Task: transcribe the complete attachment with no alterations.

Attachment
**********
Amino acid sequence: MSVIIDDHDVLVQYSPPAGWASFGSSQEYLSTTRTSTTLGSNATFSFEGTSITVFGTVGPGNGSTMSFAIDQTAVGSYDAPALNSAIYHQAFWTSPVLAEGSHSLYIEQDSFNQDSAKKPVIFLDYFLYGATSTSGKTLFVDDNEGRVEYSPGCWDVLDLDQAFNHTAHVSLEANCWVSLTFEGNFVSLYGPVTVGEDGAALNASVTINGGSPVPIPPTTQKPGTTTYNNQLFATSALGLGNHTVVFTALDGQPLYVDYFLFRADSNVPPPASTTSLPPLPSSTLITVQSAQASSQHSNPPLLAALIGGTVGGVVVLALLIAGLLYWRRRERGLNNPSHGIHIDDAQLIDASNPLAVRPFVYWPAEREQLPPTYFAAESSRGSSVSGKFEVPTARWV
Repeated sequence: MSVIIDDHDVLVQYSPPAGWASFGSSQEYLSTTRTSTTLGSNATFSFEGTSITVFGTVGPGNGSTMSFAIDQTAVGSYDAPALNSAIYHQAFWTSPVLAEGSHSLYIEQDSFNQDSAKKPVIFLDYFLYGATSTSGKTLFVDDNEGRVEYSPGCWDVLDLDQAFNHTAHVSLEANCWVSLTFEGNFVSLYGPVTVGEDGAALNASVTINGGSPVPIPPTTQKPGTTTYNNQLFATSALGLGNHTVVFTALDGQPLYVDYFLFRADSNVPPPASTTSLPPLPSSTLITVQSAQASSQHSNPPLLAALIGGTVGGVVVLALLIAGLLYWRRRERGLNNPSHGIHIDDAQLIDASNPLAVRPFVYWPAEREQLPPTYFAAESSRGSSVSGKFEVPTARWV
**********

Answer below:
Amino acid sequence: MSVIIDDHDVLVQYSPPAGWASFGSSQEYLSTTRTSTTLGSNATFSFEGTSITVFGTVGPGNGSTMSFAIDQTAVGSYDAPALNSAIYHQAFWTSPVLAEGSHSLYIEQDSFNQDSAKKPVIFLDYFLYGATSTSGKTLFVDDNEGRVEYSPGCWDVLDLDQAFNHTAHVSLEANCWVSLTFEGNFVSLYGPVTVGEDGAALNASVTINGGSPVPIPPTTQKPGTTTYNNQLFATSALGLGNHTVVFTALDGQPLYVDYFLFRADSNVPPPASTTSLPPLPSSTLITVQSAQASSQHSNPPLLAALIGGTVGGVVVLALLIAGLLYWRRRERGLNNPSHGIHIDDAQLIDASNPLAVRPFVYWPAEREQLPPTYFAAESSRGSSVSGKFEVPTARWV
Repeated sequence: MSVIIDDHDVLVQYSPPAGWASFGSSQEYLSTTRTSTTLGSNATFSFEGTSITVFGTVGPGNGSTMSFAIDQTAVGSYDAPALNSAIYHQAFWTSPVLAEGSHSLYIEQDSFNQDSAKKPVIFLDYFLYGATSTSGKTLFVDDNEGRVEYSPGCWDVLDLDQAFNHTAHVSLEANCWVSLTFEGNFVSLYGPVTVGEDGAALNASVTINGGSPVPIPPTTQKPGTTTYNNQLFATSALGLGNHTVVFTALDGQPLYVDYFLFRADSNVPPPASTTSLPPLPSSTLITVQSAQASSQHSNPPLLAALIGGTVGGVVVLALLIAGLLYWRRRERGLNNPSHGIHIDDAQLIDASNPLAVRPFVYWPAEREQLPPTYFAAESSRGSSVSGKFEVPTARWV